nowned for its mustard. There were no rhetorical fireworks; in fact, the 1,200 locals who packed into an arena to hear him sat through more than 90 minutes of painstaking analysis of the complex document. But Séguin clearly struck a chord when he warned against the unpredictable consequences of giving up familiar French francs in favor of the Ecu, the common European currency proposed in the treaty. And he won cheers when he denounced the unelected EC “technocrats” in faraway Brussels. almost certainly go ahead even if the treaty dies in its present form. But despite his avowals of commitment to the ideal of “Europe,” Séguin was clearly also appealing to French national pride and sovereignty, the kind of feeling that Charles de Gaulle himself epitomized. Many conservative voters are quick to applaud Séguin’s warning that more power given to Brussels under Maastricht would undermine French sovereignty. “There’s a reawakening of national identity,” said Jean Simonot, the head of a local association of small businesses, after hearing Séguin speak in Dijon last week. “We don’t want to depend on a bunch of bureaucrats in Brussels for our future.” Others sounded similar concerns. “We’re

not against Europe as it is,” said Alain Crettiez, a 50-year-old nuclear engineer who came with his wife, Anne, to hear Séguin. “We’re not going to roll back the last 40 years of building these common institutions. But Maastricht proposes all sorts of new directions that haven’t been properly explained.” Still others had more concrete worries. “The whole idea of a new currency bothers me,” said Denis Piotte, also 50 and a technician at Dijon’s Valduc nuclear research centre. Piotte plucked a thick wad of francs from his pocket and regarded it thoughtfully. “This is something we know,” he mused. “Why should we give it up for promises from a bunch of politicians?”

Others supporting the “no” side cite a litany of concerns and fears that have little to do with the Maastricht treaty itself. The EC’s inability to intervene successfully in Yugoslavia’s civil war, they say, shows that common security policies are an illusion. The influx of immigrants and refugees into France, they argue, means that French sovereignty should be strengthened—an argument that ignores the fact that the treaty actually proposes measures to tighten security along the EC’s borders. And Germany’s growing power leaves the antiMaastricht campaigners worried that the proposed new European Central Bank would amount to little more than a vehicle for German financiers to dictate economic policy. “If the Germans are so enthusiastic about it, it must be in their interest,” said Fabrice Moriaux, an intense 19-year-old economics student at the University of Dijon who helped to organize Séguin’s rally.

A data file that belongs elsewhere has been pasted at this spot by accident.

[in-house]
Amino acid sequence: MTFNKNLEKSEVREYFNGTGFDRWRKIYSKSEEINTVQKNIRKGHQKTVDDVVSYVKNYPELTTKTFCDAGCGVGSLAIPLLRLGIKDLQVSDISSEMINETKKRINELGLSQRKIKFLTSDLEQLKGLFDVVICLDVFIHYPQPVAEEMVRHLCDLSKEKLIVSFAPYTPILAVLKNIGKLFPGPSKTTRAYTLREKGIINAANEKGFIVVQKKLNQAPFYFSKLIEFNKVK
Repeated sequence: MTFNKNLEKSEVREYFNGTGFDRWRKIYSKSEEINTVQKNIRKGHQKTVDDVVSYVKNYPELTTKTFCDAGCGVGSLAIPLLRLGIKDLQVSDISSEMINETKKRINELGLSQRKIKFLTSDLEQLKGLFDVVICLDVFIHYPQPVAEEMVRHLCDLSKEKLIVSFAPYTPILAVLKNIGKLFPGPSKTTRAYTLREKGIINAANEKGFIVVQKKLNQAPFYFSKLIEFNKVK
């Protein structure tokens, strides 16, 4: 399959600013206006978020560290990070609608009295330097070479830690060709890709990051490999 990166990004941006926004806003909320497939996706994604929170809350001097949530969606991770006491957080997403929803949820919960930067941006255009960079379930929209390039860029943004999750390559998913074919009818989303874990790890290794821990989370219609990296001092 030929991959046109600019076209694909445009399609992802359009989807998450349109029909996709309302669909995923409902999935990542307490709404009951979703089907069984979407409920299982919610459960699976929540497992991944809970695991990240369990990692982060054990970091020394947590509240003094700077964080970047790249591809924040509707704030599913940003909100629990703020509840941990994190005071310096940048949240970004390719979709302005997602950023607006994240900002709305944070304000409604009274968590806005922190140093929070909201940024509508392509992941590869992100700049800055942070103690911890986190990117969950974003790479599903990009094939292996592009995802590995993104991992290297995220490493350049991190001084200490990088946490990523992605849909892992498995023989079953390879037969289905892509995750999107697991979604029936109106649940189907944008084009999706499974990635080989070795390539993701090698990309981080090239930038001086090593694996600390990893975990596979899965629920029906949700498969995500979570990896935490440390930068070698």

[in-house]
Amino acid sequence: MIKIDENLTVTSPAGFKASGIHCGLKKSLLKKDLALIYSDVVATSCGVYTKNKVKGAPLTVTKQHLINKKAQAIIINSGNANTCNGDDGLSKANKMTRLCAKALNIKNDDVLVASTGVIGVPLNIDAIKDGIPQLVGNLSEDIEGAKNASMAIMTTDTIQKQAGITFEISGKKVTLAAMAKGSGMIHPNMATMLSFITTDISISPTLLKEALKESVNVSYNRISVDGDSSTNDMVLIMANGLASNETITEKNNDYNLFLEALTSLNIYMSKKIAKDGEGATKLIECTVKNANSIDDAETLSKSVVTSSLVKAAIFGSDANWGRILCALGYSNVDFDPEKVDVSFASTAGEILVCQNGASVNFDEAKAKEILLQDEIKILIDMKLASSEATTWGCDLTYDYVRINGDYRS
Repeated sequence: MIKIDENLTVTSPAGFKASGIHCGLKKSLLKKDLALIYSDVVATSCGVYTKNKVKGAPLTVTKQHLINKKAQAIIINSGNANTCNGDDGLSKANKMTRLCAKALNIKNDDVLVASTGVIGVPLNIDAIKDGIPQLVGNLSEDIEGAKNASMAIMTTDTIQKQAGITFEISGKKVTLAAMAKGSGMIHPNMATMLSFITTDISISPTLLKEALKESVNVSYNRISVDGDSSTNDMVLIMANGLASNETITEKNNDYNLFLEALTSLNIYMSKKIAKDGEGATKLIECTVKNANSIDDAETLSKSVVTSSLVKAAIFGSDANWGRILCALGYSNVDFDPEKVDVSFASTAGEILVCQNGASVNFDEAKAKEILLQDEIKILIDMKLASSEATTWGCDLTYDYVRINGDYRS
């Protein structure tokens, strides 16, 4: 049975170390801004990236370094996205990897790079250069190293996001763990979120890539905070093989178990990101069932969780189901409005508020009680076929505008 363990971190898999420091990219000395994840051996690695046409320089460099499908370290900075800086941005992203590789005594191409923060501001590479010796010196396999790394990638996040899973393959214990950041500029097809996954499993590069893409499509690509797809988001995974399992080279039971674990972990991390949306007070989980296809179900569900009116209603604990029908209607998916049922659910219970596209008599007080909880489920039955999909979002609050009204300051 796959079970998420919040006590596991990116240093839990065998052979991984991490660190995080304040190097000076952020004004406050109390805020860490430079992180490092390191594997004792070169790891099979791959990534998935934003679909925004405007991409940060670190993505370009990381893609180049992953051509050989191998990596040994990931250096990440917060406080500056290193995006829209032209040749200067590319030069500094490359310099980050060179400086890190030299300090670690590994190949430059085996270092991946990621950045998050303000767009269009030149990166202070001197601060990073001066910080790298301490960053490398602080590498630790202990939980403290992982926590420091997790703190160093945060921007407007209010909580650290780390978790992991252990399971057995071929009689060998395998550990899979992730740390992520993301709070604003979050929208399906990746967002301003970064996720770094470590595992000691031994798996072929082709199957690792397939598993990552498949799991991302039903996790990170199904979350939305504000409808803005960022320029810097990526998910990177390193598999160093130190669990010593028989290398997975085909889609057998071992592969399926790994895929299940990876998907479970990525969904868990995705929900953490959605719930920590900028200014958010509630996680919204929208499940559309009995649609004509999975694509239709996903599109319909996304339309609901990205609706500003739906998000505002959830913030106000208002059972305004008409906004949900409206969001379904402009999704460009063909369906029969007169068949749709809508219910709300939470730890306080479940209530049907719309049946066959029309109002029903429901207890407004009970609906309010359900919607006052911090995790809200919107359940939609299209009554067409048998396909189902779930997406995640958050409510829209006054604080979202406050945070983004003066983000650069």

For the “yes” forces, the same fears voiced by the “no” camp provide arguments in favor of the treaty. Disarray in post-communist Eastern Europe, they maintain, means that the West must draw closer together for the sake of stability. A single market requires a single currency to cement it in place, they say. And far from being a way for the Germans to dominate Europe, the “yes” camp argues, monetary union will further ensure that Germany is tightly bound to the democratic West—and is not tempted to go its own way. The emergence in Germany of neo-Nazi groups and riots against foreigners, an aide to Prime Minister Pierre Bérégovoy maintained last week, “shows yet again that we have to draw Germany ever closer to us—for our sake and for theirs.”

Further complicating the issue is the fading popularity of Mitterrand and his Socialist party, which has been in power for 11 years. French commentators say that the 76-year-old president regards Maastricht as the crowning achievement of his career—and he has urged voters not to take out their frustrations with him on the European issue. Many leading conservatives who favor Maastricht have urged voters to reserve their judgment on the Socialists until National Assembly elections

Whatever the outcome, France’s leaders have already given ample evidence that they are out of touch with their people. Albert Bressand, director of the independent Paris think-tank PROMETHEE, noted that the government never envisaged calling a referendum until the surprise Danish rejection of the Maastricht deal on June 2. “They did not bring the people along with them,” he noted. “At least now people are seriously examining the issues for the first time.” Or as the rap group Cartel de la Rime put it at their concert for the “yes” forces last Thursday night: “When it comes to Europe, France is in a state of shock.”

next March. Valéry Giscard d’Estaing, the conservative former president who favors the deal, summed it up neatly in his slogan: “Vote ‘yes’ in September, ‘no’ in March.”

ANDREW PHILLIPS

in Paris